Jerud Butler was demoted for providing truthful testimony in a judicial proceeding weeks after his promotion to the position of District Supervisor for the San Miguel County Road and Bridge Department. On his own time, he testified as a character witness in child custody proceedings involving his sister-in-law and her ex-husband, a fellow employee of the Department. Butler testified in his own capacity during non- working hours and off the premises of his employer. Had Butler not testified willingly regarding the character of his sister-in-law, the record tells us that he would have been compelled to testify under subpoena.

         At the child custody proceeding, Butler testified truthfully about his sister-in-law's character. Butler also testified truthfully about the working hours of the Department. Following an investigation conducted by his supervisors just weeks after his testimony, Butler was demoted and given a written reprimand for having testified.[2]


         "[T]he First Amendment's primary aim is the full protection of speech upon issues of public concern." Connick v. Myers, 461 U.S. 138, 154 (1983). The Supreme Court "has frequently reaffirmed that speech on public issues occupies the highest rung of the hierarchy of First Amendment values, and is entitled to special protection." Id. at 145 (quotation omitted). To determine whether speech rises to a matter of public concern, we assess the "content, form, and context of the speech." Lane, 573 U.S. at 241 (quotation omitted).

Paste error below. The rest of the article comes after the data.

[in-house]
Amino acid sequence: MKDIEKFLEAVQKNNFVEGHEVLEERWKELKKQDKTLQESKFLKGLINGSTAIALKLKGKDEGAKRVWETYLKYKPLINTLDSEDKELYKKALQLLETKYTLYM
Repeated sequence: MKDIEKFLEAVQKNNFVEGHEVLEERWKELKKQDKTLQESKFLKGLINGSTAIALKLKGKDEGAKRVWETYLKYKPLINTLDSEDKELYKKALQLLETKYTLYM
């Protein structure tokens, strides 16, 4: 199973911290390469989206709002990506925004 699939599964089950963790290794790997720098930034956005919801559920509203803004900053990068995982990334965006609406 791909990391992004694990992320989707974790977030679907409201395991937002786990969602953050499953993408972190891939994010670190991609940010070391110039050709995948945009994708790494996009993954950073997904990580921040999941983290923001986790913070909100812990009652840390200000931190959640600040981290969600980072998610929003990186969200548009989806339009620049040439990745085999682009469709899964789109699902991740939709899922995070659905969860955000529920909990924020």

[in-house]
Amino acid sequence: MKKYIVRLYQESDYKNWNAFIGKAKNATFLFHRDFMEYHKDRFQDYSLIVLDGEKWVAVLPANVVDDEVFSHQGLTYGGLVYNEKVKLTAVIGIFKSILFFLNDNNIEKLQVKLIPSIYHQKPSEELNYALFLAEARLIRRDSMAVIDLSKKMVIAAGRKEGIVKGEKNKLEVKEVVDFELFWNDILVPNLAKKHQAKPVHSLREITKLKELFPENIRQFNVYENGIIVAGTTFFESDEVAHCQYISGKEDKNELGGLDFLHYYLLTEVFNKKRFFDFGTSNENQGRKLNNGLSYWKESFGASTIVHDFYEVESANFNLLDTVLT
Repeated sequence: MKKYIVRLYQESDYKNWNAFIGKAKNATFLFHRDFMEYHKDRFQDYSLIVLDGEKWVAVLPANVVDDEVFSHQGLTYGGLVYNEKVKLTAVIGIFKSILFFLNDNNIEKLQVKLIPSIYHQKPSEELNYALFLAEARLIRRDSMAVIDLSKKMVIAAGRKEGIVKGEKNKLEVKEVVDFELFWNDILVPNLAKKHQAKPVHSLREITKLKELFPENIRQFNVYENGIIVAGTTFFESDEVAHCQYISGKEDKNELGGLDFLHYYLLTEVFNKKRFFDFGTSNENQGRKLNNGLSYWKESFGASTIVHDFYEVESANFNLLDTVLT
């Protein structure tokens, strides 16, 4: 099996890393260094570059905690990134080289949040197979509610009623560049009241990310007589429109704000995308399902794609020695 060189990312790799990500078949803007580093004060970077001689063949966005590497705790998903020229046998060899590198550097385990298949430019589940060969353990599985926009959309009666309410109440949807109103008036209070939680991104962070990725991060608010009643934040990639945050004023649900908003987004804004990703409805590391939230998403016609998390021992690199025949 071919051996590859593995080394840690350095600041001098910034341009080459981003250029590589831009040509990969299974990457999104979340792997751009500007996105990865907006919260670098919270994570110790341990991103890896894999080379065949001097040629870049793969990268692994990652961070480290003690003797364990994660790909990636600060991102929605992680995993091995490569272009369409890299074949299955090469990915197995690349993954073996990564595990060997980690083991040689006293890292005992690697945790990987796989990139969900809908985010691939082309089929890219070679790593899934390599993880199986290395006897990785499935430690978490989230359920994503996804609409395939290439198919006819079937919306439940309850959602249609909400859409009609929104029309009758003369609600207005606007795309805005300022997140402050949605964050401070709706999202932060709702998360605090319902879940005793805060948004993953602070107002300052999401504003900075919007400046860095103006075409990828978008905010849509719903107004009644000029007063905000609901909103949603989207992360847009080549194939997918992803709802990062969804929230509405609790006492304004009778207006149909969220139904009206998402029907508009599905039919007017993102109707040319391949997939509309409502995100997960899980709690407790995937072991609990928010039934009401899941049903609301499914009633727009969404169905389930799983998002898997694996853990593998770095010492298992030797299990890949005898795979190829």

Because the form and context of sworn testimony in judicial proceedings weigh so strongly in favor of treating speech as a matter of public concern, we had never previously held such speech to be not "of interest or concern to the community at large." Butler, 920 F.3d at 664. Whenever testimony in a judicial proceeding has come before us, we have declared it to raise a matter of public concern. See Bailey v. Indep. Sch. Dist. No. 69, 896 F.3d 1176, 1181 (10th Cir. 2018) (character testimony in a sentencing proceeding implicates public concerns); Deutsch v. Jordan, 618 F.3d 1093 (10th Cir. 2010) (testimony responding to a charge of public corruption is a matter of public concern); Worrell v. Henry, 219 F.3d 1197 (10th Cir. 2000) (testimony of an investigator in a criminal trial as a paid expert raises a matter of public concern). So, too, has the Supreme Court. See Lane, 573 U.S. at 236-37 (testimony in criminal proceedings regarding public corruption raises a matter of public concern). Our sibling circuits, the Third and the Fifth, have adopted an absolute rule that the First Amendment protects all testimony in judicial proceedings as raising a matter of public concern. See Green v. Philadelphia Hous. Auth., 105 F.3d 882, 887 (3d Cir. 1997); Johnston v. Harris Cty. Flood Control Dist., 869 F.2d 1565, 1578 (5th Cir. 1989).

         Even those circuits that reject the per se rule recognize the powerful presumption towards treating sworn testimony in a judicial proceeding as raising a matter of public concern. See Catletti ex rel. estate of Catletti v. Rampe, 334 F.3d 225, 230 (2d Cir. 2003) ("The paramount importance of judicial truth-seeking means that truthful trial testimony is almost always of public concern." (emphasis added)); Wright v. Illinois Dep't of Children & Family Servs., 40 F.3d 1492 (7th Cir. 1994) (rejecting a per se rule, but explaining "surely an employee summoned to give sworn testimony in a judicial proceeding has a compelling interest in testifying truthfully and the government employer can have an offsetting interest in preventing her from doing so only in the rarest of cases" (emphasis omitted)). The panel opinion ...